A cat person is independentJust like the cats, their owners are likely to be autonomous and content.
A dog person takes pleasure in companionshipWith a heart full of compassion and benevolence, a dog person can prove to be the best life companion.
A cat person tends to be creative and imaginativeCat people find it easier to come up with original ideas and novel solutions.
A dog person is an efficient plannerDue to their strong sense of duty and self-discipline, a dog person is pragmatic and an effective planner too.
A cat person is witty and sarcasticCat people are likely to have a good sense of humor. They enjoy satires and ironic puns.
A dog person is tough-mindedWith their ability to focus more on situations instead of emotions, a dog person tends to possess tough-mindedness.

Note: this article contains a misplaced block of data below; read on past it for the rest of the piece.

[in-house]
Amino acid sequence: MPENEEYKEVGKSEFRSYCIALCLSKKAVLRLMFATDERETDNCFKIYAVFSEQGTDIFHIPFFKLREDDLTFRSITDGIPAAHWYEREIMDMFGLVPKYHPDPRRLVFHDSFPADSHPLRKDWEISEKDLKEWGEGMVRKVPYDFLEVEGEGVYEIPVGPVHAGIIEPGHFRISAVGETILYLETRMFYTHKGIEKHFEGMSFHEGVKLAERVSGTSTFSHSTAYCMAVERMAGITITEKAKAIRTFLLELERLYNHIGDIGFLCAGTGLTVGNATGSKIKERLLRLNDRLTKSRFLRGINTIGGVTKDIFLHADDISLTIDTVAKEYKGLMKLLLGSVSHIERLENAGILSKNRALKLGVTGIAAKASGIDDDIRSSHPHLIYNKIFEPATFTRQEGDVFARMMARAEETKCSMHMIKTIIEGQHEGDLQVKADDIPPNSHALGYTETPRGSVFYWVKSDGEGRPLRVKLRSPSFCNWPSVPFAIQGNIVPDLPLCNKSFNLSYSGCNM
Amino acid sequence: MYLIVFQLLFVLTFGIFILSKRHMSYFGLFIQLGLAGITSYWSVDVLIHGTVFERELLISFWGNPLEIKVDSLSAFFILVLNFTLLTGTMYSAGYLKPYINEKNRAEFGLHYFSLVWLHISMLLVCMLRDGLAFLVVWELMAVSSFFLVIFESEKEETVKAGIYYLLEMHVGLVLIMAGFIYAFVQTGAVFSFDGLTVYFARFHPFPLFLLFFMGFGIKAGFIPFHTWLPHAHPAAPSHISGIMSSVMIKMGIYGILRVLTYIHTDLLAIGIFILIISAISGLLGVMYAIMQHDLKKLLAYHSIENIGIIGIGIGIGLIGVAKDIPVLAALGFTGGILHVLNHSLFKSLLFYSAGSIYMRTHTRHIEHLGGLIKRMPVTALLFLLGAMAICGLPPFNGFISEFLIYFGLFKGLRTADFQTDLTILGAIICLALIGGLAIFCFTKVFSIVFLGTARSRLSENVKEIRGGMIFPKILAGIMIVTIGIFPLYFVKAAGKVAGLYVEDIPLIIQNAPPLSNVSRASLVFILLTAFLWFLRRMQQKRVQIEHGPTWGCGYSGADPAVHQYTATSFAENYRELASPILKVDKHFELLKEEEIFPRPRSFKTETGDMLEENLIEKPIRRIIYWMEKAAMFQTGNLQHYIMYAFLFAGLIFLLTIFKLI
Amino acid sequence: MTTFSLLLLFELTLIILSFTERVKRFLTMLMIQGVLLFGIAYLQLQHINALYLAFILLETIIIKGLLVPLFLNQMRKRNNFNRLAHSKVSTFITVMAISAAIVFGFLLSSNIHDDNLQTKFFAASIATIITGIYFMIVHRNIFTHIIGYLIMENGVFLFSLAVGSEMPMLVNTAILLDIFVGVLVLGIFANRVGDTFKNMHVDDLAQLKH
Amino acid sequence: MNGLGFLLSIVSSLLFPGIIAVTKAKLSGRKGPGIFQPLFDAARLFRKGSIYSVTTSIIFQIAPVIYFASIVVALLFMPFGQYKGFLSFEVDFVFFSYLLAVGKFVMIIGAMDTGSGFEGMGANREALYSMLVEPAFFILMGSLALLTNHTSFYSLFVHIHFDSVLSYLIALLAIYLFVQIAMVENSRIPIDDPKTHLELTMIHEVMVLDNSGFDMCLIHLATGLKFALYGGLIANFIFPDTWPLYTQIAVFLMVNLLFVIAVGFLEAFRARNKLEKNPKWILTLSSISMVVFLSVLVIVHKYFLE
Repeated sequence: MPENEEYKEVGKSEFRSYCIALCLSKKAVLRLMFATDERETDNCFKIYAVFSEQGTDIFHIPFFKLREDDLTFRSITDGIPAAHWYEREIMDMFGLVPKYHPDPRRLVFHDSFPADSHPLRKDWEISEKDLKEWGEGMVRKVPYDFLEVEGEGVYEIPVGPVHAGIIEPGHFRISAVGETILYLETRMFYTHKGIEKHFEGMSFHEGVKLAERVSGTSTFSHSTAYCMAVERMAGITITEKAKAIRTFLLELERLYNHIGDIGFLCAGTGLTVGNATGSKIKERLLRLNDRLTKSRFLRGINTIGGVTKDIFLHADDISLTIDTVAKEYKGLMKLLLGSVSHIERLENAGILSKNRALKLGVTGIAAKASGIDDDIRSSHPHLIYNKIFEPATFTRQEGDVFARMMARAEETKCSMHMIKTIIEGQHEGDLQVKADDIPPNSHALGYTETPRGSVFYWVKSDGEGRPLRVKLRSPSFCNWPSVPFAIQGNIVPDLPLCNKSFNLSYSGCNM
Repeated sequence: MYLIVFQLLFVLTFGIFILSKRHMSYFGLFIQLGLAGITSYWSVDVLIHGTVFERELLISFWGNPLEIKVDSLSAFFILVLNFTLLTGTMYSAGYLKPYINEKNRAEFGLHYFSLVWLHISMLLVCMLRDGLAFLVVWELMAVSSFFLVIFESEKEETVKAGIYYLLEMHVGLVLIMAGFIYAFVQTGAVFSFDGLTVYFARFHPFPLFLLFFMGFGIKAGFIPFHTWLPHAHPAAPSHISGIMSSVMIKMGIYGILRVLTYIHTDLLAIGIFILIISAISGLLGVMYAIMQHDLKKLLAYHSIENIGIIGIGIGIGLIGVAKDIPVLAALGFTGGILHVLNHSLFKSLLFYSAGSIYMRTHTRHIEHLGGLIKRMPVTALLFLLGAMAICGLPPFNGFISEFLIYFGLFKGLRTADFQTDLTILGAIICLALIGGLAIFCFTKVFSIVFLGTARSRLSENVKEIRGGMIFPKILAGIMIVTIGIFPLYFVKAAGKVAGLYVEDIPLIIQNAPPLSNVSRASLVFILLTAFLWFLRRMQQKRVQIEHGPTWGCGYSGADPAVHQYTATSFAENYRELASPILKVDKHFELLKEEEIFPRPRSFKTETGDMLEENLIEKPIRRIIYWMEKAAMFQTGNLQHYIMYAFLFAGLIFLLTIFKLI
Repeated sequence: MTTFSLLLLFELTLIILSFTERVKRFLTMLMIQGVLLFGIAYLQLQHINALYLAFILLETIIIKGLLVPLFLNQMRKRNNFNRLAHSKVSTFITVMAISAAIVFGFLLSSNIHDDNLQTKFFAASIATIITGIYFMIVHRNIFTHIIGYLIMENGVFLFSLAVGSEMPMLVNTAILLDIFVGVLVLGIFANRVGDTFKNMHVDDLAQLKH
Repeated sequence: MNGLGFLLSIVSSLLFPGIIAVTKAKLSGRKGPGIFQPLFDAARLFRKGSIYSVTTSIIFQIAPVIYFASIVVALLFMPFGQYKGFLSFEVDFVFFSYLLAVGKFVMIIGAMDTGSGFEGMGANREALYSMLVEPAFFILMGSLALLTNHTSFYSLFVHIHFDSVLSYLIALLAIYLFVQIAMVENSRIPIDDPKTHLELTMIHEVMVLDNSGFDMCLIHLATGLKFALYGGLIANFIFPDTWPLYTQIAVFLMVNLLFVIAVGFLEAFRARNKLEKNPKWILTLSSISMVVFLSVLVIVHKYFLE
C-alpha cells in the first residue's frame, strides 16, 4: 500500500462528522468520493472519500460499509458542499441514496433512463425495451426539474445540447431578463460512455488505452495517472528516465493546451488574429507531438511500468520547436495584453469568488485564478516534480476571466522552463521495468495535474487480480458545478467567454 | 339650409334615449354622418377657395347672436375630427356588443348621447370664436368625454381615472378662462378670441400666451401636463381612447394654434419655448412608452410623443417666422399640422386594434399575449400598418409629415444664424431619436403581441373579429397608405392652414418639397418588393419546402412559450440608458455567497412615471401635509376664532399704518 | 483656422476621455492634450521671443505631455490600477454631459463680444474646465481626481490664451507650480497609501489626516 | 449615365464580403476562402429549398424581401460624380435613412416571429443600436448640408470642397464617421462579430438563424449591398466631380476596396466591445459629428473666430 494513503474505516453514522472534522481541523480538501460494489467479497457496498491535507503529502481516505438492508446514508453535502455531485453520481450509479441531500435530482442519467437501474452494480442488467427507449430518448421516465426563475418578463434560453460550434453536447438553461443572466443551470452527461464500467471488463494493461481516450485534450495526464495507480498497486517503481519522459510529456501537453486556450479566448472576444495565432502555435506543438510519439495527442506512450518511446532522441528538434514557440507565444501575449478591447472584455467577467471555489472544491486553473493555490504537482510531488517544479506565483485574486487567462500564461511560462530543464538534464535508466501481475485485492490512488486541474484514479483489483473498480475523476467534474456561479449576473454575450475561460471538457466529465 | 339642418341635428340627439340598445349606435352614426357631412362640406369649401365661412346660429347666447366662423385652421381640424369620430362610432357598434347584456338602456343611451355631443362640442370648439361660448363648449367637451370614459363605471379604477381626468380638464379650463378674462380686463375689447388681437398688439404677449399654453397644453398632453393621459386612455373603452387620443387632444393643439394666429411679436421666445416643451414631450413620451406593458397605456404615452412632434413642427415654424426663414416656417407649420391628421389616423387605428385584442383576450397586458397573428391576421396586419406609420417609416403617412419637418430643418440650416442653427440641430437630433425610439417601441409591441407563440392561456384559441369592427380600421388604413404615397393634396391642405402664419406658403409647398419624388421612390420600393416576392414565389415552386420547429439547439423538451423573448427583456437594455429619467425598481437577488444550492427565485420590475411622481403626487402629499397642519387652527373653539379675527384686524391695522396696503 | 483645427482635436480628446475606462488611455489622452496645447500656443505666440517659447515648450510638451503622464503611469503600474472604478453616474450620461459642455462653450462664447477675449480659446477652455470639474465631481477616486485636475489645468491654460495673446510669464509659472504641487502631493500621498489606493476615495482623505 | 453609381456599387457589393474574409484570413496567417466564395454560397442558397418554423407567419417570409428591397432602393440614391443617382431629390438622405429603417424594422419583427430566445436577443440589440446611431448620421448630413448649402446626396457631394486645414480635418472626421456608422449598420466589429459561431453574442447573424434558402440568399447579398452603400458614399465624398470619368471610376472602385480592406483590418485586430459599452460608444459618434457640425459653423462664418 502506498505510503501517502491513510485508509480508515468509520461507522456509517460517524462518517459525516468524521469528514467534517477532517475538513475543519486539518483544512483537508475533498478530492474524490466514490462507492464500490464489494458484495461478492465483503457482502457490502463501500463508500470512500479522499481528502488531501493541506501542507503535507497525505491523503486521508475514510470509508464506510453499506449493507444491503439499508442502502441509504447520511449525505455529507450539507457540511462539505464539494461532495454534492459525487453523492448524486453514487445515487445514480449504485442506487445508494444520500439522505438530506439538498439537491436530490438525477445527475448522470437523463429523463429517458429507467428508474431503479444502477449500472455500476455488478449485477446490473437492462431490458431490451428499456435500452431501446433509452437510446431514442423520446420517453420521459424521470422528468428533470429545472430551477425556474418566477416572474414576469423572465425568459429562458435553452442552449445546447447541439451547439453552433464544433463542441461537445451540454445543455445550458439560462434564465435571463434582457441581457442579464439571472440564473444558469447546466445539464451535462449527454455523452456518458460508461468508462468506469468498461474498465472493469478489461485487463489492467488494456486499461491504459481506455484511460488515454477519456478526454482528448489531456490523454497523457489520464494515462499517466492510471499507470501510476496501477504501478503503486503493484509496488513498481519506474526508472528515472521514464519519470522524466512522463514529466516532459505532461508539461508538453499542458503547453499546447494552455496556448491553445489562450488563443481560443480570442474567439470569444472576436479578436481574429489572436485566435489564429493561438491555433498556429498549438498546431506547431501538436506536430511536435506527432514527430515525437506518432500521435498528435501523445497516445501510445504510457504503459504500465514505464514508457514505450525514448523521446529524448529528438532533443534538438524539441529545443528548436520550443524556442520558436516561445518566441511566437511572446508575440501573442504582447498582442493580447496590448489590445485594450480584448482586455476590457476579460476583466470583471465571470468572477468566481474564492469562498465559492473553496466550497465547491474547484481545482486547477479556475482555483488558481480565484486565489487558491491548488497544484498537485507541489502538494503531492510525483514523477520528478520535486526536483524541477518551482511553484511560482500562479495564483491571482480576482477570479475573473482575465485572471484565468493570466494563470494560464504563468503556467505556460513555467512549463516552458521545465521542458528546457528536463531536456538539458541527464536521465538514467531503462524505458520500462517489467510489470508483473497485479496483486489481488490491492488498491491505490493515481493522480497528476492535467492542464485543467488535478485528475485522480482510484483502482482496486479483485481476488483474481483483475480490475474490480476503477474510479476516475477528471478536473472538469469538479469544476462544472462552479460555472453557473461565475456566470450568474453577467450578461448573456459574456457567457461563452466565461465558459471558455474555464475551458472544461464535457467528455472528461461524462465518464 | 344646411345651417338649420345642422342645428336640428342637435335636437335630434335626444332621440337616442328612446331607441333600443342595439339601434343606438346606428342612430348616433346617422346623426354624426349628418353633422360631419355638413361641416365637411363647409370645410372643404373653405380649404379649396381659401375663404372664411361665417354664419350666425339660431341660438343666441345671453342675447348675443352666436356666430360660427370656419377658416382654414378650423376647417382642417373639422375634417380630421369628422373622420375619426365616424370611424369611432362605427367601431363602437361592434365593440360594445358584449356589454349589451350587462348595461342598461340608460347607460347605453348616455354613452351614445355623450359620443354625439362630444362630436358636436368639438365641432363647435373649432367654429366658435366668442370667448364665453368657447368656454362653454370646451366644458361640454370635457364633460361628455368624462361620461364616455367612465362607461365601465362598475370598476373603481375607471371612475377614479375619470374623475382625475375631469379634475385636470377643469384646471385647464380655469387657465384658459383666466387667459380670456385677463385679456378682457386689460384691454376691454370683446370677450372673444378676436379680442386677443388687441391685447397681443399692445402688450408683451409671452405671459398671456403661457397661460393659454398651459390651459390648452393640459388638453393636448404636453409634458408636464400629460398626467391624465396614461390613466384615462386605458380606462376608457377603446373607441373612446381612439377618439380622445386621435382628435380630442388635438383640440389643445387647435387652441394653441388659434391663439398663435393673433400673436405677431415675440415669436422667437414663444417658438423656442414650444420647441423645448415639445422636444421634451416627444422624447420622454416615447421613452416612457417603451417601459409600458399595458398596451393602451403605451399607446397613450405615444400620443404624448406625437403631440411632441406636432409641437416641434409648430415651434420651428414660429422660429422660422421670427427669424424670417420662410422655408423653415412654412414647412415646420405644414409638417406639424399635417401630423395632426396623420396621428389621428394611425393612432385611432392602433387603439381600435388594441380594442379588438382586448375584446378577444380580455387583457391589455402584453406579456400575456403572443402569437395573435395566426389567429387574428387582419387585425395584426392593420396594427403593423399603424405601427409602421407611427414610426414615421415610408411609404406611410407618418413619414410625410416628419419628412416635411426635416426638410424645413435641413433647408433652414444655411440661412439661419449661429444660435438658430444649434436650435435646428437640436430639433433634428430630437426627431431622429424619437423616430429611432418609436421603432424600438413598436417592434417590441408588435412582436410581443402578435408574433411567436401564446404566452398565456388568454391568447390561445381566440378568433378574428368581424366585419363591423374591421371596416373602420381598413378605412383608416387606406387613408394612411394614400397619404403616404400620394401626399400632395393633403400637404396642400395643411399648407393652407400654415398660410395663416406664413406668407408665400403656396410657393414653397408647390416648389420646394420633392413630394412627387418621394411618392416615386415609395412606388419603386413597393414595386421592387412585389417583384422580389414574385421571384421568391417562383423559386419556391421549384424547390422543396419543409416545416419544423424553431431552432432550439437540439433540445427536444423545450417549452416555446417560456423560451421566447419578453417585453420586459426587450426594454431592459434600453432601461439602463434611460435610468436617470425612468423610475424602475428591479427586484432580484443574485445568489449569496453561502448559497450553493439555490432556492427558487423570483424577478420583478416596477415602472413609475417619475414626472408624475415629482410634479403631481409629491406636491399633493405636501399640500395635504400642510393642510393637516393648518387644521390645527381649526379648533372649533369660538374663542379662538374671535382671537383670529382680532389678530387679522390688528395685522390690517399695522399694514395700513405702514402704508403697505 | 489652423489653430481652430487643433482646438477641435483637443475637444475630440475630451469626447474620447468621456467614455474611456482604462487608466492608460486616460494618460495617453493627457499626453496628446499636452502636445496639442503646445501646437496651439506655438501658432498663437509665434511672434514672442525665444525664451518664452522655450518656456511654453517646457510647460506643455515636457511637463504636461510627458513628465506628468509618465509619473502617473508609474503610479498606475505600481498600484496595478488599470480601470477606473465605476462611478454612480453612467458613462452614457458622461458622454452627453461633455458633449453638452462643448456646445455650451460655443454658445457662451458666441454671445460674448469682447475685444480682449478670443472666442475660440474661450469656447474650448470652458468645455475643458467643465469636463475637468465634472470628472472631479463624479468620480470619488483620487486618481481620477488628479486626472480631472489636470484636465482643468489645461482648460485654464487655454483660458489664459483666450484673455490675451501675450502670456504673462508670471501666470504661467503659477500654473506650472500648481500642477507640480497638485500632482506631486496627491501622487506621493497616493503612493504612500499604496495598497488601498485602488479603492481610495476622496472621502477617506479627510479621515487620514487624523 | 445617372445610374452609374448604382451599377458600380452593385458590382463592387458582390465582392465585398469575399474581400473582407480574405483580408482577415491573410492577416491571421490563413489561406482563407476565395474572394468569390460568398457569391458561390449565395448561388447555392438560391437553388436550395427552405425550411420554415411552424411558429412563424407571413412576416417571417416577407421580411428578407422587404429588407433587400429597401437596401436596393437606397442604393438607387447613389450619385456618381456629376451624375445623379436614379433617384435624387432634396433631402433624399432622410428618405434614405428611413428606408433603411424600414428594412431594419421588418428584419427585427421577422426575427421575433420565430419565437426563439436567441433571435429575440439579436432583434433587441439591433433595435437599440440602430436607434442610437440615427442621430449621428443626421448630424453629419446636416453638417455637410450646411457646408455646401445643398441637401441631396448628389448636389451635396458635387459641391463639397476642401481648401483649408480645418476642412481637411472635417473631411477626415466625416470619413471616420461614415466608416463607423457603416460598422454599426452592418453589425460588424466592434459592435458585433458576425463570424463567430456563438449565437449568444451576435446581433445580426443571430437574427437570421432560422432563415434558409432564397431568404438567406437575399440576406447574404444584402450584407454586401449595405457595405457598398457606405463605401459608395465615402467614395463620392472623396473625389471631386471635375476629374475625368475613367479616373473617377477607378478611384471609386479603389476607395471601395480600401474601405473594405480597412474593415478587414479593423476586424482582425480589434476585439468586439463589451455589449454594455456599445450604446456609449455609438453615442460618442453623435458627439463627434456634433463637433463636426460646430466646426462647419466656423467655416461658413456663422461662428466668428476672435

A cat person is open to new experiencesDue to their curious nature, cat people tend to be more adventurous and courageous.
A dog person is sociable and outgoingAccording to Huffington Post, and author Rachael Rettner, a dog person gets comfortable in social gatherings so easily that every individual becomes their best friend.
A cat person could be over-cautious and reservedThey are generally guarded people and have a more cautious approach in life.
A dog person is agreeableA dog person is usually altruistic, kind and owns a selfless concern for others’ welfare.
A cat person values affectionCat people often need constant assurances, therefore, the value and cherish endearments.
A dog person is loyaland devotedBeing a true friend and protector, a dog person is extremely loyal to his loved ones and will always stand by their side.
We have also created an infographic, so you may share this information with your friends too:
Here is an infographic about the largest operation ever to relocation black Rhinos in Africa. Check it out for facts, money spent, man hours committed, and the effect the relocation is having on the black rhino population in Africa. Infographic provided by http://www.africaodyssey.com/